It’s been a long way to remake the shock of the system. The project started as a Kickstarter in 2016 from Nightdive Studios, a company that has made a name for itself by working on several classic games that have been remastered and remastered. While the campaign has been a huge success – raising over $1.3 million with an original goal of $900,000 – the game is far from over.
The team has not been silent about the process involved in bringing this ancient game to newer platforms and audiences, thanks to monthly updates on Kickstarter. The new version has gone through an engine change and a few different teams, but it’s finally on its way to the release. Larry Cooperman, Director of Business Development at Nightdive, was present at GDC to provide updates on System Shock, and said it was “pretty complete.” He referred to it as being in a “pre-beta” stage; The PC version has all the weapons, enemies, and other items, but the team is still working on the console versions. Cooperman noted that the developers want the game to be released simultaneously across all platforms.
While we didn’t get hands-on time with System Shock at GDC, a number of taped snippets from the game were shown, including a journey through maintenance at level 3 and one from later. Based on my short time with the shots, it looks like he’s on track to meet the studio’s goal later this year. It also seems to strike a great balance between old and new, between classic and modern, which has been at the heart of so many great remakes and remanufactures over the past few years.
Why focus on remaking the game?
Source: Bethesda SoftworksNightdive’s DOOM 64 remake.
Nightdive is known in business for its revamp of classic, high-profile titles that aren’t usually available on newer platforms. It started with the version of System Shock 2 released on GOG, but has worked on a number of games since then, including Turok, DOOM 64, Blood: Fresh Supply, and Quake remaster released after QuakeCon 2021 while getting off to a rough start once a copy was taken. From System Shock 2 and putting it up for purchase, the company quickly realized it wasn’t good enough. They could not put the ports directly. They had to do more.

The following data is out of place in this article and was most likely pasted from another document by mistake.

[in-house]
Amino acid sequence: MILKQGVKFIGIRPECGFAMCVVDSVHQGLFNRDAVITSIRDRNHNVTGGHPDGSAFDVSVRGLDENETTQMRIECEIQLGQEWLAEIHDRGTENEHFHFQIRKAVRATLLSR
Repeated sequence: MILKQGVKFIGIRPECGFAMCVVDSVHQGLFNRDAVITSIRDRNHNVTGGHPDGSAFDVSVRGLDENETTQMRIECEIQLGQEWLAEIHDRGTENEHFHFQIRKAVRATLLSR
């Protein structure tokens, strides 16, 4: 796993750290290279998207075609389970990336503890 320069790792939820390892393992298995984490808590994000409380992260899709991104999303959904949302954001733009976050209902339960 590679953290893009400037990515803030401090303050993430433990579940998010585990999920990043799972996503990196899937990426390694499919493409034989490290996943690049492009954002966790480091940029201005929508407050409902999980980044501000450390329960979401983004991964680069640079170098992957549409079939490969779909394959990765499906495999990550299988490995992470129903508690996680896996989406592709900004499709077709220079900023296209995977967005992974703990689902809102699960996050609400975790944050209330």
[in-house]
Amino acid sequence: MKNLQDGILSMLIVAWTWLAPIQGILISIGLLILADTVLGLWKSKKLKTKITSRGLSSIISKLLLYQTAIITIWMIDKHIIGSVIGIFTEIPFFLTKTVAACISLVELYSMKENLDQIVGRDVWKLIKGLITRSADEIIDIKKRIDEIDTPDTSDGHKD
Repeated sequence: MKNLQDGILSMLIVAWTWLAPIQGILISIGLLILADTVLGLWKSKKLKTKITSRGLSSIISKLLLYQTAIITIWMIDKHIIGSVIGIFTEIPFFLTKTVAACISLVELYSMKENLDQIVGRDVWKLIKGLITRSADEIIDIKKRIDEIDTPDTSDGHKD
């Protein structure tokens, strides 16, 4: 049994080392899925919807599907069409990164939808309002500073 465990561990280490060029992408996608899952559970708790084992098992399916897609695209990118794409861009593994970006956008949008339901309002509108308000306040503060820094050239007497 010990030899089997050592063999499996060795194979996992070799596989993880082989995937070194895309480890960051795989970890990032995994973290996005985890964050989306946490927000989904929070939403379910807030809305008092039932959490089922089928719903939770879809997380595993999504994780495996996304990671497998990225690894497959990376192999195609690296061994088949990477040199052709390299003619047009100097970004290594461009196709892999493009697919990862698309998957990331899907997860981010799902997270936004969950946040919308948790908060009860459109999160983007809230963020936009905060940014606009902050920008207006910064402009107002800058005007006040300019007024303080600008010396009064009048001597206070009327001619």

Cooperman talks about one of these early comments, which stated that this port doesn’t include a lot of work done by the game’s working community moderators. Then, the company, which was founded by Stephen and Alex Kik after the former found out that he could not play System Shock 2 without an emulator, hired this broker full time.
“The more we worked on the game, the more we wanted to do, and the more original concepts we got that made System Shock so great.”
Nightdive is now even more experienced with reworks and remanufactures. Not only does it keep the original content of the game a priority, it also needs to offer something to the more modern players who might not have played the game the first time. For example, in the N64 remaster’s Turok, the studio made finding a previously unsearchable rifle much easier and gave users the option to keep the fog on or off. The system shock would be similar. The studio has already upgraded the game for more modern PC players with System Shock: Enhanced Edition, but the new version will contain a copy of the original game. And A new experience built from the ground up.
“Our goal has always been to remake games so they look like what you remember, not the way they actually looked when you played them on a 14-inch CRT monitor,” Cooperman said.
All this is a balancing act. You must offer new players at least part of the original experience. This was the case with much larger remake projects, such as Resident Evil 2, where the basic story was mostly the same, but Capcom updated the engine and gameplay to move away from the old tank controls.
“Since the original game already exists, some decisions were made for you, right?” Cooperman, who has a background in theater, put on. “There are a million different differences in Hamlet, right? But Hamlet doesn’t end up winning any of them. You have certain data that you can’t disagree with.”
Journey to the new system shock
Source: Nightdive Studios
This new version has been rebuilt from the ground up, according to the project’s Kickstarter website. Initially, the game was built in Unity, but the studio decided to switch to Unreal Engine 4 after two years.
“Unity is not a great engine to use if you want to create an FPS game on console,” game director Jason Vader told Polygon in 2017, citing loyalty and cross-platform support as some of the reasons the team made the switch.
In February 2018, a Kickstarter update from Stephen Kick made it clear that while the game first launched as a live replay, the team had to shift focus, causing further delays.
“As our concept grew and our team changed, so did the scope of what we were doing and with that budget for the game,” he wrote. “The more we worked on the game, the more we wanted to do, and the more original concepts we got that made System Shock so great.”